The other 1 out of 10 anal cancers (10%) are adenocarcinoma, small cell cancers, ' undifferentiated' cancers (known as basaloid cancers) and melanomas. This group is known as non-epidermoid cancers. They behave differently to squamous cell anal cancers, so the treatment is different.

Cancers that start at the anal margin, usually look more like normal cells (they are ' well differentiated'). Anal margin tumours are more common in men than women. Cancers that start higher up in the anal canal are more common in women.


This is a rare type of anal cancer that affects the glandular cells that produce mucus in the anal canal. Only 5% of anal cancers are this type. This type of anal cancer is treated in the same way as rectal cancer.

Basal cell carcinoma

This is a type of skin cancer and it develops in the area around the anus. You can find information about treatment of basal cell cancers in the skin cancer section of CancerHelp UK.

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This is another type of skin cancer. These cancers develop from the cells that produce melanin, the pigment or colour for the skin. Treatment is the same as for other melanomas.

Risk Factors and Prevention

A risk factor is anything that increases a person’s chance of developing cancer. Some risk factors can be controlled, such as smoking, and some cannot be controlled, such as age and family history. Although risk factors can influence the development of cancer, most do not directly cause cancer. Some people with several risk factors never develop cancer, while others with no known risk factors do. However, knowing your risk factors and communicating them to your doctor may help you make more informed lifestyle and health-care choices.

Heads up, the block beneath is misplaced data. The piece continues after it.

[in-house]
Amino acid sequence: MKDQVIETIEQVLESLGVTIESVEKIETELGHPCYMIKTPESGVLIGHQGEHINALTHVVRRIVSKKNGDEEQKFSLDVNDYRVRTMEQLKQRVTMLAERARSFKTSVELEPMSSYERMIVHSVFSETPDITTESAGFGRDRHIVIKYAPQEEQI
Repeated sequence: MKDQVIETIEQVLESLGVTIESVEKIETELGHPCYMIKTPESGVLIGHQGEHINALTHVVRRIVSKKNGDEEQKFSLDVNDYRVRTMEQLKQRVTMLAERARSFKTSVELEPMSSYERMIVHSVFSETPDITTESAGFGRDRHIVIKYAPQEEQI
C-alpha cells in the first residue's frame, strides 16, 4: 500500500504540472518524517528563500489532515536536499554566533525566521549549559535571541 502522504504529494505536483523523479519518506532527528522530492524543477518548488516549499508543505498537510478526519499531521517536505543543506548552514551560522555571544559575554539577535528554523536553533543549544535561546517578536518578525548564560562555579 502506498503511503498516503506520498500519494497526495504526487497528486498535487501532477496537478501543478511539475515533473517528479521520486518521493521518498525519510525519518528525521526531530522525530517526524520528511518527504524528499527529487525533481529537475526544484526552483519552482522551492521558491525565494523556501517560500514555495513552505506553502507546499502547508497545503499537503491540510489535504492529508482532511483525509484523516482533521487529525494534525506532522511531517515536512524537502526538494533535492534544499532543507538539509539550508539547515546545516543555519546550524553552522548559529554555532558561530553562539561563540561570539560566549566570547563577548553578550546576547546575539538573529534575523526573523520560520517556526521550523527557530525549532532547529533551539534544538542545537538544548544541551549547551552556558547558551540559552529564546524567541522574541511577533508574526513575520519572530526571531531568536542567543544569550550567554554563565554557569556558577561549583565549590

The following factors may raise a person’s risk of developing anal cancer : -

Human papillomavirus (HPV) infection. Research indicates that infection with this virus is a risk factor for anal cancer. HPV is most commonly passed from person to person during sexual activity. There are different types, or strains, of HPV, and some strains are more strongly associated with certain types of cancer. Learn more about HPV and cancer.

Age. Most people diagnosed with anal cancer are between age 50 and 80.

Frequent anal irritation. Frequent anal redness, swelling, and soreness may increase the risk of developing anal cancer.

Anal fistula. An anal fistula is an abnormal tunnel between the anal canal and the outer skin of the anus that often drains pus or liquid, which can soil or stain clothing. An anal fistula may irritate the outer tissues or cause discomfort. An anal fistula may increase the risk of developing anal cancer.

Cigarette smoking. Cigarettes can cause harm throughout the body, because chemicals from cigarettes can enter the bloodstream and affect nearly every organ and tissue in the body. Smokers are about eight times more likely to develop anal cancer than nonsmokers.